Jeff: Yeah, and we do allow that. We, we don’t have, um, a specific CloudFlare integration, but we have plenty of our customers that want to use CloudFlare as well for all sorts of reasons for auditing, logging, all sorts of information. Um, so yeah, absolutely people can do that. Um, I suppose we’ve grown up with our. , um, our data centers because our sister company wordpress.com runs on the same infrastructure, um, and they’re running 140 million websites or so around the world. Um, we we’re at the other end of that, so even though we’re on the same in infrastructure, we do a lot more with it. Um, to make sure that our high-end customers are getting the right service. Um, so we, we just have an amazing infrastructure already. So having said that, we have had some big clients that would like to make use of their GCP licenses or their Amazon licenses. So we, we are in the background. We are looking to see if we’ve got something over the next little while that we can actually put all of our good staff. On someone else’s network, um, to satisfy those clients as well. So yeah, hopefully we’ll have something to talk about, uh, maybe, uh, maybe next year rather than this year about doing that too.
Maciej: Okay. So, so that’s interesting. So it would be like you would be providing your know-how, um, in an, an encapsulated way that can be put on the client server.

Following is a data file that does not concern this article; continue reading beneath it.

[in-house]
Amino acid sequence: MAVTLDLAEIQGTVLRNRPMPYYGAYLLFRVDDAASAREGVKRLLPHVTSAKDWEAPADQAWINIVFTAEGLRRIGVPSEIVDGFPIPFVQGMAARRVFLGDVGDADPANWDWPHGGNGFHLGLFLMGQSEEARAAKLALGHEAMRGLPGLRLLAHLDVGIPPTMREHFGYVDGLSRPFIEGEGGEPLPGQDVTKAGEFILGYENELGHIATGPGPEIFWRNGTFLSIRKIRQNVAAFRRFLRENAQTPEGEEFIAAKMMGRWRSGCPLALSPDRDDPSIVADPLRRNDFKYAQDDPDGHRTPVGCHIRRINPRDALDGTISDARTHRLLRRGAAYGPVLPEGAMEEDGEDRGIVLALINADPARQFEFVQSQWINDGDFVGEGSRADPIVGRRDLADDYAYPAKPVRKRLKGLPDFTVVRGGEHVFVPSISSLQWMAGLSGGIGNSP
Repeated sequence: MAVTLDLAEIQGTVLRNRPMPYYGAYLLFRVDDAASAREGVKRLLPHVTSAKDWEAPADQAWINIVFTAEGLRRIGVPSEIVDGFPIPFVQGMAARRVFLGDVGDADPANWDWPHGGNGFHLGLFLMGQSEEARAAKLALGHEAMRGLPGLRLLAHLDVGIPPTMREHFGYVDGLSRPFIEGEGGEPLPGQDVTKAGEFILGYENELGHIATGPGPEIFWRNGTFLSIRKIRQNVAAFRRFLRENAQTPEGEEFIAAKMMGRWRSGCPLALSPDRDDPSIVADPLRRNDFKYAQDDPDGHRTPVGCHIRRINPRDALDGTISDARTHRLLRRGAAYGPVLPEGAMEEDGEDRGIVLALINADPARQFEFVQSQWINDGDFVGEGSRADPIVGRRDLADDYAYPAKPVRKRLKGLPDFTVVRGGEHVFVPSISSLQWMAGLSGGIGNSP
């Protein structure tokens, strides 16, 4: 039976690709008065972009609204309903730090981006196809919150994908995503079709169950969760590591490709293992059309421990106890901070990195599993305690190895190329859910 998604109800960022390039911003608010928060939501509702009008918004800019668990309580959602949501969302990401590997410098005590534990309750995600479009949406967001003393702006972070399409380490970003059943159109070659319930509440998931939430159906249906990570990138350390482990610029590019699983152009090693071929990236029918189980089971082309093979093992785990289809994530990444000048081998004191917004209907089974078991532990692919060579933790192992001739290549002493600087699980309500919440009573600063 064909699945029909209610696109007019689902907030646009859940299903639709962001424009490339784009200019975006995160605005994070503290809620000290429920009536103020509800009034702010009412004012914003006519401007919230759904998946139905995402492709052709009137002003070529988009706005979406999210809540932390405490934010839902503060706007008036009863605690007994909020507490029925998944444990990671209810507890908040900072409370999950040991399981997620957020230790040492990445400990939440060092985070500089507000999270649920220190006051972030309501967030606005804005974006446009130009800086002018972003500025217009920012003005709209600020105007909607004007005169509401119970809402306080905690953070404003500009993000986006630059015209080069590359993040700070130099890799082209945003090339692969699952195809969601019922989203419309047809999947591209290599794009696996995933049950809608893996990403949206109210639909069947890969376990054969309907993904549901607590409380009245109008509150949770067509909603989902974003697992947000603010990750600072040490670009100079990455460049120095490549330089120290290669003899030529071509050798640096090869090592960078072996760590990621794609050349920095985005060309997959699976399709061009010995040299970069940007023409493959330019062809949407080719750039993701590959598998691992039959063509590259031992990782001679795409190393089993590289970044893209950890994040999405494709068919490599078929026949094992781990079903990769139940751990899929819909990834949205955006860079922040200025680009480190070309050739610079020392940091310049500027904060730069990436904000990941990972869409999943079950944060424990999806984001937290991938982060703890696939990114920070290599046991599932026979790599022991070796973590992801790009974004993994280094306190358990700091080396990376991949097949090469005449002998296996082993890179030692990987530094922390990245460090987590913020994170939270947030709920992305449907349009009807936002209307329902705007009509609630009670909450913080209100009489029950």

Jeff: Yep. That’s it. Yeah. So effectively our stuff, it can be picked up and packaged if you like. Um, all of the monitoring and the, the techy stuff there. And as you know, Maciek, I’m not the most technical person in the world, so I can probably say enough before I start hanging myself. Um, but it can be picked up, um, and put in your local environment, for instance, so you can put up, pick up a VIP system, put it on locally with all the Docker stuff and make that run. Um, it’s. What I understand that’s a little bit more tricky with someone like an AWS for instance, but it, it can be done. Um, so we are looking at making sure that we, we can try and service customers that way too.
Maciej: Oh, okay. So I’m thinking about this in a way that you can have a such solution or the same solution in on, on-premise. So you would be providing, um, encapsulated, um, VIP service on, on premise, on on client servers. Yeah. I’m not sure if we’re going as far as on premise. I think we’re gonna work with public cloud for, um, yes, yes. This is what I was thinking. But, but, but, but, but owned by the client, uh, or oriented in, in the cloud by the client.
Jeff: I, I believe so. Yeah. I might be overstepping my knowledge on that one, but, all right. That’s what I understand. Yeah.